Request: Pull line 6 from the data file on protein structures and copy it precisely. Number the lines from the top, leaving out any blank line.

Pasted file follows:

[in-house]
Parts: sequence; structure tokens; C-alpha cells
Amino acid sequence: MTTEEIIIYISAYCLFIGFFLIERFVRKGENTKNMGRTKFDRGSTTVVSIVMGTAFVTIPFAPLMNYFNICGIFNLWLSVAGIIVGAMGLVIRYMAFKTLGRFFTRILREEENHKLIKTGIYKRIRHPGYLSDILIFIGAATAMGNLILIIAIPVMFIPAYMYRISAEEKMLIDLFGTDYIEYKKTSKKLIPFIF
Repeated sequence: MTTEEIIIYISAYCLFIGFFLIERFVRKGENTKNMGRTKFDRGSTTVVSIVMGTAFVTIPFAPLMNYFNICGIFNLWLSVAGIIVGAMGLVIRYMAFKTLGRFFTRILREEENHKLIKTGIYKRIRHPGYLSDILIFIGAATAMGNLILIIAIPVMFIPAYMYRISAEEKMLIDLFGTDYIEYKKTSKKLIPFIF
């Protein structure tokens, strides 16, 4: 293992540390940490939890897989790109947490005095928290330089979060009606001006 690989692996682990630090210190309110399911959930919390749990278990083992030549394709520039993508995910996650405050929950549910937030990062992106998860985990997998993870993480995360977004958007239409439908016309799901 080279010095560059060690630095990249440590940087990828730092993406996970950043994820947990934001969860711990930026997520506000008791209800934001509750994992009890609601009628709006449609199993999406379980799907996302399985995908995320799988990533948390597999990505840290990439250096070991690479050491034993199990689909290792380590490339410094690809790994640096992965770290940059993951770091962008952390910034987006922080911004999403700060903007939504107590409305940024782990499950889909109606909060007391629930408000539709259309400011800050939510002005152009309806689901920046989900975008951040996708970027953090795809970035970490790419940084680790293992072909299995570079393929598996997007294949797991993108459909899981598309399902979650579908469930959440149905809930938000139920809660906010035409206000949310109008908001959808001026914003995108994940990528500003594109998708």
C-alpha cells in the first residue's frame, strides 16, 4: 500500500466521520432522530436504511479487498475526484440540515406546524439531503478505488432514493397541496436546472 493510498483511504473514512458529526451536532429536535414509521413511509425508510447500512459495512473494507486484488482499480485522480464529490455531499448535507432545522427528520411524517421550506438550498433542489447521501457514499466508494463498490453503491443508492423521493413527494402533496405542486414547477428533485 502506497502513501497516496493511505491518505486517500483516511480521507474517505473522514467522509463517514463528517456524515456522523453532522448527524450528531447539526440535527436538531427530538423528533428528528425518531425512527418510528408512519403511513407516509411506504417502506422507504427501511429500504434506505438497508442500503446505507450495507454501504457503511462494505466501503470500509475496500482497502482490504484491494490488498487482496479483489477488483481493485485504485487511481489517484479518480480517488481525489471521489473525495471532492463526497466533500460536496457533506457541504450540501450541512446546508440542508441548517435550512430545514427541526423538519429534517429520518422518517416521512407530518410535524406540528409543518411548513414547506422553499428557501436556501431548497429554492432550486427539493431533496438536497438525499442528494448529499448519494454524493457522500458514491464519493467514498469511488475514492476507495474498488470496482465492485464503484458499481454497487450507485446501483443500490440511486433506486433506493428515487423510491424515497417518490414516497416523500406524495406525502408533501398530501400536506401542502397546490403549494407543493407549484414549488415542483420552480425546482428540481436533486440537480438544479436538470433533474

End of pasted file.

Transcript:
C-alpha cells in the first residue's frame, strides 16, 4: 500500500466521520432522530436504511479487498475526484440540515406546524439531503478505488432514493397541496436546472 493510498483511504473514512458529526451536532429536535414509521413511509425508510447500512459495512473494507486484488482499480485522480464529490455531499448535507432545522427528520411524517421550506438550498433542489447521501457514499466508494463498490453503491443508492423521493413527494402533496405542486414547477428533485 502506497502513501497516496493511505491518505486517500483516511480521507474517505473522514467522509463517514463528517456524515456522523453532522448527524450528531447539526440535527436538531427530538423528533428528528425518531425512527418510528408512519403511513407516509411506504417502506422507504427501511429500504434506505438497508442500503446505507450495507454501504457503511462494505466501503470500509475496500482497502482490504484491494490488498487482496479483489477488483481493485485504485487511481489517484479518480480517488481525489471521489473525495471532492463526497466533500460536496457533506457541504450540501450541512446546508440542508441548517435550512430545514427541526423538519429534517429520518422518517416521512407530518410535524406540528409543518411548513414547506422553499428557501436556501431548497429554492432550486427539493431533496438536497438525499442528494448529499448519494454524493457522500458514491464519493467514498469511488475514492476507495474498488470496482465492485464503484458499481454497487450507485446501483443500490440511486433506486433506493428515487423510491424515497417518490414516497416523500406524495406525502408533501398530501400536506401542502397546490403549494407543493407549484414549488415542483420552480425546482428540481436533486440537480438544479436538470433533474